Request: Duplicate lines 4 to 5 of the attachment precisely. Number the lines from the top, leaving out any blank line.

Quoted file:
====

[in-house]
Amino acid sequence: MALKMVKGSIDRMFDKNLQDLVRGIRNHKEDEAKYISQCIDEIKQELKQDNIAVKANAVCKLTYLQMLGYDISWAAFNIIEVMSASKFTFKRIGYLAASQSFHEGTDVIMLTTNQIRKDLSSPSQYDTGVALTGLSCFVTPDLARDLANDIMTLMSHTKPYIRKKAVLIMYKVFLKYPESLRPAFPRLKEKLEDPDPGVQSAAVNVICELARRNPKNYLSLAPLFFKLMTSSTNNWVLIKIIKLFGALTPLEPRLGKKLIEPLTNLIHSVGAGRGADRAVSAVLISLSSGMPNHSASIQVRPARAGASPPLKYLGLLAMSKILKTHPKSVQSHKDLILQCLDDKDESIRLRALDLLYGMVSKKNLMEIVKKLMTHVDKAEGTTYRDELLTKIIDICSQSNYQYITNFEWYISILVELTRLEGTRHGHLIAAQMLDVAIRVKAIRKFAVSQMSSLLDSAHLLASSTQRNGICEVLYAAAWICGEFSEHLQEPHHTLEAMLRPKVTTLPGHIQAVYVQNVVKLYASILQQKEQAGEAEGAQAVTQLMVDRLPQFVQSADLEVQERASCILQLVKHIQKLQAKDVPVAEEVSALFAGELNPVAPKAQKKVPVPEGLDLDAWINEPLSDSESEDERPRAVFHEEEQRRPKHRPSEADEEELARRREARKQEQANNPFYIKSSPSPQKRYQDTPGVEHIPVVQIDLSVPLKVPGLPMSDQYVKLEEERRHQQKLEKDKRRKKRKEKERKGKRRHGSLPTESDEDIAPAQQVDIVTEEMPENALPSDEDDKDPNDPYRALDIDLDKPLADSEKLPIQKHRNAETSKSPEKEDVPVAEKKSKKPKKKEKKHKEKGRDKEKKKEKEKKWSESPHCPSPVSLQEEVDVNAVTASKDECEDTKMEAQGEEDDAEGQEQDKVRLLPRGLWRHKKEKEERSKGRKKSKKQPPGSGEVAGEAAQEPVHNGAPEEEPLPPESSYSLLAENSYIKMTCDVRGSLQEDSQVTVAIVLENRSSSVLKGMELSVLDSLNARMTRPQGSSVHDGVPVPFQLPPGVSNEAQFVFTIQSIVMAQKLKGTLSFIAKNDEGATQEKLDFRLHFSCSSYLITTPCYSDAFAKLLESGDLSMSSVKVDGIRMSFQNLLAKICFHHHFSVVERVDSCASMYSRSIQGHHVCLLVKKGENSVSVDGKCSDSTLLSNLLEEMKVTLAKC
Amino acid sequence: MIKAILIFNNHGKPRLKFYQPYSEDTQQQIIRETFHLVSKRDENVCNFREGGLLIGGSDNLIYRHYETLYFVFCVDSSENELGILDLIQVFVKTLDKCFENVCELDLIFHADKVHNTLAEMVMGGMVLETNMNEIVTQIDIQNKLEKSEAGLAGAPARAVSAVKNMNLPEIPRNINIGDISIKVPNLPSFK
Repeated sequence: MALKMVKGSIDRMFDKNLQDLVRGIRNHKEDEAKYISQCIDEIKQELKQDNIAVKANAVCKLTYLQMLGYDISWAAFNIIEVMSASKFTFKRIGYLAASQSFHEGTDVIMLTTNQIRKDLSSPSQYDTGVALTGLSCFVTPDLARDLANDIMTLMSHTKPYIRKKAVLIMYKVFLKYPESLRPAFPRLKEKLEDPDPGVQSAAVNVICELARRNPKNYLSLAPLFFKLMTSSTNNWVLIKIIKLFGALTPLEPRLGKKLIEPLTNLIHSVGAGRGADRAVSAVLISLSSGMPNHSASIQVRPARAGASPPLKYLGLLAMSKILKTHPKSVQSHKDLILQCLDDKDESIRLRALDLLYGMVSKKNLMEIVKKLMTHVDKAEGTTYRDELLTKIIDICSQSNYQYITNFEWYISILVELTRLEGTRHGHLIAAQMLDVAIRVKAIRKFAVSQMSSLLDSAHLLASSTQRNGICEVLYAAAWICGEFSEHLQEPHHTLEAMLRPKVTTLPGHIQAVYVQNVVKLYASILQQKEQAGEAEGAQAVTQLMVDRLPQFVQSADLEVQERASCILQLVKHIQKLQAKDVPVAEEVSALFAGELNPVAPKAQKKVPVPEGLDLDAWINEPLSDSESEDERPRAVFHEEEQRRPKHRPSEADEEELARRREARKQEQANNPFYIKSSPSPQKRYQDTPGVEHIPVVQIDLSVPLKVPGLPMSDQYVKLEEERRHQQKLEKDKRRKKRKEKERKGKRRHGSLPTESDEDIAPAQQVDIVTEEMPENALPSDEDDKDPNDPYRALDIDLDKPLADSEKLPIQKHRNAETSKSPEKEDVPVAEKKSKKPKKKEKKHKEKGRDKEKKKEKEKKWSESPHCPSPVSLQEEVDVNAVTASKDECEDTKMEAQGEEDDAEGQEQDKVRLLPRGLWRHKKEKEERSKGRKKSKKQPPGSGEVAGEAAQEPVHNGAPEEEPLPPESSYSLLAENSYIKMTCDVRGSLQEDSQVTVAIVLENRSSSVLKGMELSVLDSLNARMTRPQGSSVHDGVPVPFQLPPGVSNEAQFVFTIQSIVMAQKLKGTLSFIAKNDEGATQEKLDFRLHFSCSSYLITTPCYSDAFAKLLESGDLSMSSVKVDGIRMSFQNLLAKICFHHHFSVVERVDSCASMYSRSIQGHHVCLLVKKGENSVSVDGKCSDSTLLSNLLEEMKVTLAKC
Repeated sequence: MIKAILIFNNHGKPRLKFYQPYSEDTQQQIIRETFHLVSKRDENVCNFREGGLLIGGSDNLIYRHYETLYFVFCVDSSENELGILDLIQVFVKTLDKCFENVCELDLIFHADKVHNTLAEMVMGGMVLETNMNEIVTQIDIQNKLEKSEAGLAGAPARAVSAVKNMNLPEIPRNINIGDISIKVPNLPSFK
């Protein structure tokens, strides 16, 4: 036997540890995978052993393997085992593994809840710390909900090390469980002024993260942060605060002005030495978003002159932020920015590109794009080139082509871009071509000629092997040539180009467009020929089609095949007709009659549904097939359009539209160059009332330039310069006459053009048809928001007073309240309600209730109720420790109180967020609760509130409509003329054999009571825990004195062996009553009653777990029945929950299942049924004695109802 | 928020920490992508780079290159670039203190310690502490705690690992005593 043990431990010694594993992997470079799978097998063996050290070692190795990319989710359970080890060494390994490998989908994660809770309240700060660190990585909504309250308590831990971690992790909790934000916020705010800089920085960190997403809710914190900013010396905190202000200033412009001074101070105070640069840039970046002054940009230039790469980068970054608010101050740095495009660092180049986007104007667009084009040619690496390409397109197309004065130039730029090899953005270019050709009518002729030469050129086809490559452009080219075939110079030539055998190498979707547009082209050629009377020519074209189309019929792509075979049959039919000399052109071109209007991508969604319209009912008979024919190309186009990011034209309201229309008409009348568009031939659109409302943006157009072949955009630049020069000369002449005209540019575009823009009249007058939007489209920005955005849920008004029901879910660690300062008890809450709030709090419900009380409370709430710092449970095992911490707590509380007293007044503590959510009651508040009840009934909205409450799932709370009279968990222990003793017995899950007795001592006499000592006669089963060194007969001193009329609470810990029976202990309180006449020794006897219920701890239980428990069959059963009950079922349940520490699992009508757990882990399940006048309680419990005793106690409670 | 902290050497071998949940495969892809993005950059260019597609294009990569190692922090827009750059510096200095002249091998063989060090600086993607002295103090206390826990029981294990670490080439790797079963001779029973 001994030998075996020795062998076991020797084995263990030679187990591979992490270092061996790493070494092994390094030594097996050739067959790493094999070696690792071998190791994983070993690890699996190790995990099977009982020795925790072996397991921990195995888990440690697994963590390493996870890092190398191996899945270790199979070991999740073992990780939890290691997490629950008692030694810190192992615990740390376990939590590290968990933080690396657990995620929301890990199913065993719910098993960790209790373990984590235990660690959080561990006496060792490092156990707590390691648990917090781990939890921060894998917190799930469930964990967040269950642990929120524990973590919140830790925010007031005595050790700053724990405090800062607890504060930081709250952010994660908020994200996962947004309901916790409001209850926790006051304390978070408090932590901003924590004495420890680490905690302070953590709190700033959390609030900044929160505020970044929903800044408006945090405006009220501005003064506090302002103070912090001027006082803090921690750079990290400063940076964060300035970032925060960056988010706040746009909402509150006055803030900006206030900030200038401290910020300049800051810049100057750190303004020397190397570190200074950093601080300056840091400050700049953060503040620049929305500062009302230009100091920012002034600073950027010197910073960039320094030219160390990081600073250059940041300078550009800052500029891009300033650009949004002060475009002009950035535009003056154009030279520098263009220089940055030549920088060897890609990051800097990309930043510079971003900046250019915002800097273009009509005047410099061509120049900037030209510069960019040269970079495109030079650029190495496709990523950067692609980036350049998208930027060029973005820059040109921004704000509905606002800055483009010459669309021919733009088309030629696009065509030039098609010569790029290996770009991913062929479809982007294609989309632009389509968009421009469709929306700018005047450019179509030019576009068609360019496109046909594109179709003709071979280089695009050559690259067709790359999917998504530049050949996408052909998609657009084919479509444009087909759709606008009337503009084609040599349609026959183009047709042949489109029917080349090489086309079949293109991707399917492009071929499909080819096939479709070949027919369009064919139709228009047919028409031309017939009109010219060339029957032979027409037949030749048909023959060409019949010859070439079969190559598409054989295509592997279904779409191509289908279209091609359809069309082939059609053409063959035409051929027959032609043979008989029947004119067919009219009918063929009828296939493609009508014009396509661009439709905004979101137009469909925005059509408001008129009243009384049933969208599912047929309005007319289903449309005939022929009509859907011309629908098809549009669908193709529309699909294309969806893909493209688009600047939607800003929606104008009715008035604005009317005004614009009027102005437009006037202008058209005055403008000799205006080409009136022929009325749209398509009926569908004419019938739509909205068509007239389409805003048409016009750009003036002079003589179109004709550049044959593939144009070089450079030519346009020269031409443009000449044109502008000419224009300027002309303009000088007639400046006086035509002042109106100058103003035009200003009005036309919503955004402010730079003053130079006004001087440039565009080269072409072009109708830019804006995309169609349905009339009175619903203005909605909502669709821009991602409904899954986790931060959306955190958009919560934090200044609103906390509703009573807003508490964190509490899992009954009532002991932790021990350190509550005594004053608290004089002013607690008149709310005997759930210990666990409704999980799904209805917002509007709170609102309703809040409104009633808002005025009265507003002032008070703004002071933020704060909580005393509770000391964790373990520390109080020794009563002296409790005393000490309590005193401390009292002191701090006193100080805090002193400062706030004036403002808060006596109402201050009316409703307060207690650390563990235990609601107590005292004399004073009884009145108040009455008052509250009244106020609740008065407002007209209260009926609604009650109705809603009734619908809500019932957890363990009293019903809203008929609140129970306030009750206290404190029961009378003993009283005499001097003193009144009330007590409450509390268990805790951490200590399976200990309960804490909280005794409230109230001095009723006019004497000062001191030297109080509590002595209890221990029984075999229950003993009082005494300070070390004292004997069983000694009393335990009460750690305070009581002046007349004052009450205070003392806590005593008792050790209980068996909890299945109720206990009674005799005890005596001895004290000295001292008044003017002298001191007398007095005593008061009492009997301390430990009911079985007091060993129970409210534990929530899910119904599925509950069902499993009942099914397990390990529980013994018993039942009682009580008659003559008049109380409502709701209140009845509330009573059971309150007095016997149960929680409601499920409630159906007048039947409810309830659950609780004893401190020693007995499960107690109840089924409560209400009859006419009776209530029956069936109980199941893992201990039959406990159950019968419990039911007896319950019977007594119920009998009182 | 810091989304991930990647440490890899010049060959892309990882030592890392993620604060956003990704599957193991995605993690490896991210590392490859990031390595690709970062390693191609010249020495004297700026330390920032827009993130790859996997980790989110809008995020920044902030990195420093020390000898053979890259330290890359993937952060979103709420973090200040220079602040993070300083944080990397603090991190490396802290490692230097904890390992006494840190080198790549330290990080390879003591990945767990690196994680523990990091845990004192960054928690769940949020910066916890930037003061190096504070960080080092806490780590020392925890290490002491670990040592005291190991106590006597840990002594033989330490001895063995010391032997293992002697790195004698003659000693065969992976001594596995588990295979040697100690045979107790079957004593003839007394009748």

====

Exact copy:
Repeated sequence: MALKMVKGSIDRMFDKNLQDLVRGIRNHKEDEAKYISQCIDEIKQELKQDNIAVKANAVCKLTYLQMLGYDISWAAFNIIEVMSASKFTFKRIGYLAASQSFHEGTDVIMLTTNQIRKDLSSPSQYDTGVALTGLSCFVTPDLARDLANDIMTLMSHTKPYIRKKAVLIMYKVFLKYPESLRPAFPRLKEKLEDPDPGVQSAAVNVICELARRNPKNYLSLAPLFFKLMTSSTNNWVLIKIIKLFGALTPLEPRLGKKLIEPLTNLIHSVGAGRGADRAVSAVLISLSSGMPNHSASIQVRPARAGASPPLKYLGLLAMSKILKTHPKSVQSHKDLILQCLDDKDESIRLRALDLLYGMVSKKNLMEIVKKLMTHVDKAEGTTYRDELLTKIIDICSQSNYQYITNFEWYISILVELTRLEGTRHGHLIAAQMLDVAIRVKAIRKFAVSQMSSLLDSAHLLASSTQRNGICEVLYAAAWICGEFSEHLQEPHHTLEAMLRPKVTTLPGHIQAVYVQNVVKLYASILQQKEQAGEAEGAQAVTQLMVDRLPQFVQSADLEVQERASCILQLVKHIQKLQAKDVPVAEEVSALFAGELNPVAPKAQKKVPVPEGLDLDAWINEPLSDSESEDERPRAVFHEEEQRRPKHRPSEADEEELARRREARKQEQANNPFYIKSSPSPQKRYQDTPGVEHIPVVQIDLSVPLKVPGLPMSDQYVKLEEERRHQQKLEKDKRRKKRKEKERKGKRRHGSLPTESDEDIAPAQQVDIVTEEMPENALPSDEDDKDPNDPYRALDIDLDKPLADSEKLPIQKHRNAETSKSPEKEDVPVAEKKSKKPKKKEKKHKEKGRDKEKKKEKEKKWSESPHCPSPVSLQEEVDVNAVTASKDECEDTKMEAQGEEDDAEGQEQDKVRLLPRGLWRHKKEKEERSKGRKKSKKQPPGSGEVAGEAAQEPVHNGAPEEEPLPPESSYSLLAENSYIKMTCDVRGSLQEDSQVTVAIVLENRSSSVLKGMELSVLDSLNARMTRPQGSSVHDGVPVPFQLPPGVSNEAQFVFTIQSIVMAQKLKGTLSFIAKNDEGATQEKLDFRLHFSCSSYLITTPCYSDAFAKLLESGDLSMSSVKVDGIRMSFQNLLAKICFHHHFSVVERVDSCASMYSRSIQGHHVCLLVKKGENSVSVDGKCSDSTLLSNLLEEMKVTLAKC
Repeated sequence: MIKAILIFNNHGKPRLKFYQPYSEDTQQQIIRETFHLVSKRDENVCNFREGGLLIGGSDNLIYRHYETLYFVFCVDSSENELGILDLIQVFVKTLDKCFENVCELDLIFHADKVHNTLAEMVMGGMVLETNMNEIVTQIDIQNKLEKSEAGLAGAPARAVSAVKNMNLPEIPRNINIGDISIKVPNLPSFK